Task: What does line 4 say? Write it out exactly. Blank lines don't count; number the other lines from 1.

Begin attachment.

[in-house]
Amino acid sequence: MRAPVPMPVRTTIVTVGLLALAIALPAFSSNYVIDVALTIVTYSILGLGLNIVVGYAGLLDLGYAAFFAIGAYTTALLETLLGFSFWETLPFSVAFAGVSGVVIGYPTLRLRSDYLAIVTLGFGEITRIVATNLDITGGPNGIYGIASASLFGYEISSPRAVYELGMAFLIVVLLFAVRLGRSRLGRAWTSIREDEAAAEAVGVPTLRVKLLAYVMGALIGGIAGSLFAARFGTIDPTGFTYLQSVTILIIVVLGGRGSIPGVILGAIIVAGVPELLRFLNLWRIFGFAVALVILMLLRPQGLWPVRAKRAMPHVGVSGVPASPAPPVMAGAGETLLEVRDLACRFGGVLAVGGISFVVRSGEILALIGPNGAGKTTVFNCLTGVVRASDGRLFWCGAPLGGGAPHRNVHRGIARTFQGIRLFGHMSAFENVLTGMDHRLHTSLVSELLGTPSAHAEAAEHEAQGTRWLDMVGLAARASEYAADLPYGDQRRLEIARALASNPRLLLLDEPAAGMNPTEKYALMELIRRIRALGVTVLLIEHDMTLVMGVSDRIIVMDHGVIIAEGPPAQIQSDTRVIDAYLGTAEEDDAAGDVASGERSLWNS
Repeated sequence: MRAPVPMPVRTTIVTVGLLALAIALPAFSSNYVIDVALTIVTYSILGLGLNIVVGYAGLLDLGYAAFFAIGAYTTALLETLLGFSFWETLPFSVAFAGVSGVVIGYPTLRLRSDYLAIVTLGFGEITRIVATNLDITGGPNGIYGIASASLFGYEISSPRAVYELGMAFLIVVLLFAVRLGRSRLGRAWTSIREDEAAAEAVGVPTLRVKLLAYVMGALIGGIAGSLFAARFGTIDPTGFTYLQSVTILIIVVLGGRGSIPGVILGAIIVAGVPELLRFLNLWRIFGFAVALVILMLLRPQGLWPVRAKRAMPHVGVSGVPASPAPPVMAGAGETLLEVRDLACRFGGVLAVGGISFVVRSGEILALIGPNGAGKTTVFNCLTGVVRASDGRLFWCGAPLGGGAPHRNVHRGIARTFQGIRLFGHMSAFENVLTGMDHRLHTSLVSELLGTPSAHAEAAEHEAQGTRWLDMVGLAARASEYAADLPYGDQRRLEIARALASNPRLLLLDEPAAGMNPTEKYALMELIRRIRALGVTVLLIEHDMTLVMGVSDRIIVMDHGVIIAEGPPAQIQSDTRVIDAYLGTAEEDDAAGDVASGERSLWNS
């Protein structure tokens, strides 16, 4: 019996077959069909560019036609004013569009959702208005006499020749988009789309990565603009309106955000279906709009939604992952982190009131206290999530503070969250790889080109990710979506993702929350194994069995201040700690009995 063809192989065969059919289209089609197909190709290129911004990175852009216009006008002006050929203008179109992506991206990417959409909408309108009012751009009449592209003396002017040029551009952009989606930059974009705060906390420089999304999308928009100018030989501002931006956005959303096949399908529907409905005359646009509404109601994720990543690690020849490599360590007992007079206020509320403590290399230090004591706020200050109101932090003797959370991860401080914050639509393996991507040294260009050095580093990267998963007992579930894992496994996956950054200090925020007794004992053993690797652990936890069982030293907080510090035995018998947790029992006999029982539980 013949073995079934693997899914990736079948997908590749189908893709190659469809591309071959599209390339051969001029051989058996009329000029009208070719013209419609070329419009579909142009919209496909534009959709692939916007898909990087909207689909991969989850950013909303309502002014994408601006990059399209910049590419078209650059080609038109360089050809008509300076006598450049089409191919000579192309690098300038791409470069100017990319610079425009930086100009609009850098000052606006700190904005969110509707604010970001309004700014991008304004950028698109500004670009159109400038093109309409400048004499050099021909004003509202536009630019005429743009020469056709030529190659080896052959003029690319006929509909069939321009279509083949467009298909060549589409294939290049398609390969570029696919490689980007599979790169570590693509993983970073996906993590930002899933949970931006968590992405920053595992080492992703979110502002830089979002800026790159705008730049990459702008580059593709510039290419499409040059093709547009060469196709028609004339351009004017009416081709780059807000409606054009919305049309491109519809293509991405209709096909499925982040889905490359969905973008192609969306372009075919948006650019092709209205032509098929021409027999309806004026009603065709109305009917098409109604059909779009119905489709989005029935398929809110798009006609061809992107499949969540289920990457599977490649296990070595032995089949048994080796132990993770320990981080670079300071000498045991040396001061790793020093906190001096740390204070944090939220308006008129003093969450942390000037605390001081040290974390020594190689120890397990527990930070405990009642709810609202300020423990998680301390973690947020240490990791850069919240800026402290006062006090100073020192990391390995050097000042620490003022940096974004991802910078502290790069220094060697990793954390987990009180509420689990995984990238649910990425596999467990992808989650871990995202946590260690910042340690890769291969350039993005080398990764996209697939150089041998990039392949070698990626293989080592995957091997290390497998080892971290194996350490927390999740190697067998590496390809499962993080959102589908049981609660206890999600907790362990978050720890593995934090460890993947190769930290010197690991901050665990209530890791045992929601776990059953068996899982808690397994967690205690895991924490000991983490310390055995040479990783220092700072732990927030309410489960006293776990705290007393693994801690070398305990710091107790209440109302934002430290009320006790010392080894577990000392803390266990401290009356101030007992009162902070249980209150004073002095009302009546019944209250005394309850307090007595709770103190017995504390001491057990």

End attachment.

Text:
């Protein structure tokens, strides 16, 4: 019996077959069909560019036609004013569009959702208005006499020749988009789309990565603009309106955000279906709009939604992952982190009131206290999530503070969250790889080109990710979506993702929350194994069995201040700690009995 063809192989065969059919289209089609197909190709290129911004990175852009216009006008002006050929203008179109992506991206990417959409909408309108009012751009009449592209003396002017040029551009952009989606930059974009705060906390420089999304999308928009100018030989501002931006956005959303096949399908529907409905005359646009509404109601994720990543690690020849490599360590007992007079206020509320403590290399230090004591706020200050109101932090003797959370991860401080914050639509393996991507040294260009050095580093990267998963007992579930894992496994996956950054200090925020007794004992053993690797652990936890069982030293907080510090035995018998947790029992006999029982539980 013949073995079934693997899914990736079948997908590749189908893709190659469809591309071959599209390339051969001029051989058996009329000029009208070719013209419609070329419009579909142009919209496909534009959709692939916007898909990087909207689909991969989850950013909303309502002014994408601006990059399209910049590419078209650059080609038109360089050809008509300076006598450049089409191919000579192309690098300038791409470069100017990319610079425009930086100009609009850098000052606006700190904005969110509707604010970001309004700014991008304004950028698109500004670009159109400038093109309409400048004499050099021909004003509202536009630019005429743009020469056709030529190659080896052959003029690319006929509909069939321009279509083949467009298909060549589409294939290049398609390969570029696919490689980007599979790169570590693509993983970073996906993590930002899933949970931006968590992405920053595992080492992703979110502002830089979002800026790159705008730049990459702008580059593709510039290419499409040059093709547009060469196709028609004339351009004017009416081709780059807000409606054009919305049309491109519809293509991405209709096909499925982040889905490359969905973008192609969306372009075919948006650019092709209205032509098929021409027999309806004026009603065709109305009917098409109604059909779009119905489709989005029935398929809110798009006609061809992107499949969540289920990457599977490649296990070595032995089949048994080796132990993770320990981080670079300071000498045991040396001061790793020093906190001096740390204070944090939220308006008129003093969450942390000037605390001081040290974390020594190689120890397990527990930070405990009642709810609202300020423990998680301390973690947020240490990791850069919240800026402290006062006090100073020192990391390995050097000042620490003022940096974004991802910078502290790069220094060697990793954390987990009180509420689990995984990238649910990425596999467990992808989650871990995202946590260690910042340690890769291969350039993005080398990764996209697939150089041998990039392949070698990626293989080592995957091997290390497998080892971290194996350490927390999740190697067998590496390809499962993080959102589908049981609660206890999600907790362990978050720890593995934090460890993947190769930290010197690991901050665990209530890791045992929601776990059953068996899982808690397994967690205690895991924490000991983490310390055995040479990783220092700072732990927030309410489960006293776990705290007393693994801690070398305990710091107790209440109302934002430290009320006790010392080894577990000392803390266990401290009356101030007992009162902070249980209150004073002095009302009546019944209250005394309850307090007595709770103190017995504390001491057990």